Implementations of the system can include one or more of the following features. The one or more computers can include a server operable to interact with the user interface device through a data communication network, and the user interface device is operable to interact with the server as a client. The user interface device can include a personal computer running a web browser or a mobile telephone running a wireless application protocol (WAP) browser. The one or more computers can include one personal computer, and the personal computer can include the user interface device.
Particular embodiments of the subject matter described in this specification can be implemented to realize one or more of the following advantages. Composite images are rendered efficiently. Clear composite images are rendered because aliasing effects are limited.
The details of one or more embodiments of the subject matter described in this specification are set forth in the accompanying drawings and the description below. Other features, aspects, and advantages of the subject matter will become apparent from the description, the drawings, and the claims.
Like reference numbers and designations in the various drawings indicate like elements.
The system determines a projection for the composite image (step 104). To assemble the set of component images into a composite image, the system aligns the component images and then projects the images to a surface. The images are aligned, for example, using information associated with the component images, e.g., pixel information. The pixel information can be used to identify overlapping points in the component images.
Once aligned, the images are projected onto a surface, for example, an interior surface of a cylinder. The images can be projected onto other surfaces, e.g., a sphere, however for convenience a projection to a cylinder is described. The cylinder is defined using, for example, the focal length of the component images and a scaling factor. The scaling factor defines a change in scale for the component image (e.g., larger or smaller) from the original version of the component image to the projected version of the component image.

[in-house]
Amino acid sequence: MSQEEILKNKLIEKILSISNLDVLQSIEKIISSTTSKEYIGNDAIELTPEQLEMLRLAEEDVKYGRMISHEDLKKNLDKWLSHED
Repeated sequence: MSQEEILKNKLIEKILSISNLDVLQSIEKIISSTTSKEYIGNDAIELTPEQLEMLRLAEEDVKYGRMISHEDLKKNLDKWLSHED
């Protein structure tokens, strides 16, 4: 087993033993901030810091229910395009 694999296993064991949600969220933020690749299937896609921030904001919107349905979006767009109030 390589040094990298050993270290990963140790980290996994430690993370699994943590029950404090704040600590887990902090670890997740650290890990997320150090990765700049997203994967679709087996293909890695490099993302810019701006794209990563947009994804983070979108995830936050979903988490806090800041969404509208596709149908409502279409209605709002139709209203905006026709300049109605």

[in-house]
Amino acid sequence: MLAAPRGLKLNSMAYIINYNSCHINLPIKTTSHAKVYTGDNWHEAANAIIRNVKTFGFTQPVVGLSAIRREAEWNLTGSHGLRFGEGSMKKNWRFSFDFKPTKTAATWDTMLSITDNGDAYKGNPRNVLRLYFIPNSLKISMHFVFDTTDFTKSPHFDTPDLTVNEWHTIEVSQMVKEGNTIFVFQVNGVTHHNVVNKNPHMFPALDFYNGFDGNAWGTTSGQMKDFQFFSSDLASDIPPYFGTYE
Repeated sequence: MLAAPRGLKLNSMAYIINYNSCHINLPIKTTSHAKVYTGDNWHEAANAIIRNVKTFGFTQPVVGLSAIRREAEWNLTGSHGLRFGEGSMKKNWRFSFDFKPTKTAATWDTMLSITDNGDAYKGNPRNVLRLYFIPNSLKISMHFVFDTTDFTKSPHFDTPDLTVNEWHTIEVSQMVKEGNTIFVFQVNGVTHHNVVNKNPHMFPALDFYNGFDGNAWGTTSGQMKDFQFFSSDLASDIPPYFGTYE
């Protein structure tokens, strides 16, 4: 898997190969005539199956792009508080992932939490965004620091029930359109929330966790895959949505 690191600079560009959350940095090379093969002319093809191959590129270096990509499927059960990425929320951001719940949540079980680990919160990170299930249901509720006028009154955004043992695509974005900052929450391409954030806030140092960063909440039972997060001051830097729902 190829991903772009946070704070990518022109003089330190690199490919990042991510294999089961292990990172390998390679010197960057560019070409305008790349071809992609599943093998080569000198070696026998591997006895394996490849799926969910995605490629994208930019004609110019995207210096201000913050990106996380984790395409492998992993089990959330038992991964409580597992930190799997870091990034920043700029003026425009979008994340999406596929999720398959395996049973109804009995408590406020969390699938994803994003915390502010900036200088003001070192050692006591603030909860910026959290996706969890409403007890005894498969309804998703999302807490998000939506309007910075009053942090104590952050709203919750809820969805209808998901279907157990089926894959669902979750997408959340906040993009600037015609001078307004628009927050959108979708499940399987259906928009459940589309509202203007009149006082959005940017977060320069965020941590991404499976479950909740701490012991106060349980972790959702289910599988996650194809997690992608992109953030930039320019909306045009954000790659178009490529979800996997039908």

To determine the location of each component image on the projection surface, a rotation is defined. The rotation is defined from a particular reference frame (e.g., a spatial position about which the camera is rotated) to preserve the alignment of the component images relative to each other.
The rotation of an image can be defined by a rotational matrix R defining a relative orientation between a global reference frame and the reference frame of the image. The rotational matrix defines a system of equations rotating a component image in three dimensions (e.g., a 3×3 matrix) from a reference position in space (e.g., a camera position) such that,
Specifically, a point (y1, y2) in the projected image corresponding to a given (x1, x2) in the original image is defined by the following relationship:
The system renders the projected composite image (step 106). The rendering includes determining the pixel values for the projected composite image. In practice, a projected image is typically constructed according to defined points on a grid such that rendering the image is performed in the opposite manner as described above. Instead, for a given point (y1, y2) on the projected grid, a corresponding point (x1, x2) of a corresponding original component image is identified.
Thus, equations 1-3 above become: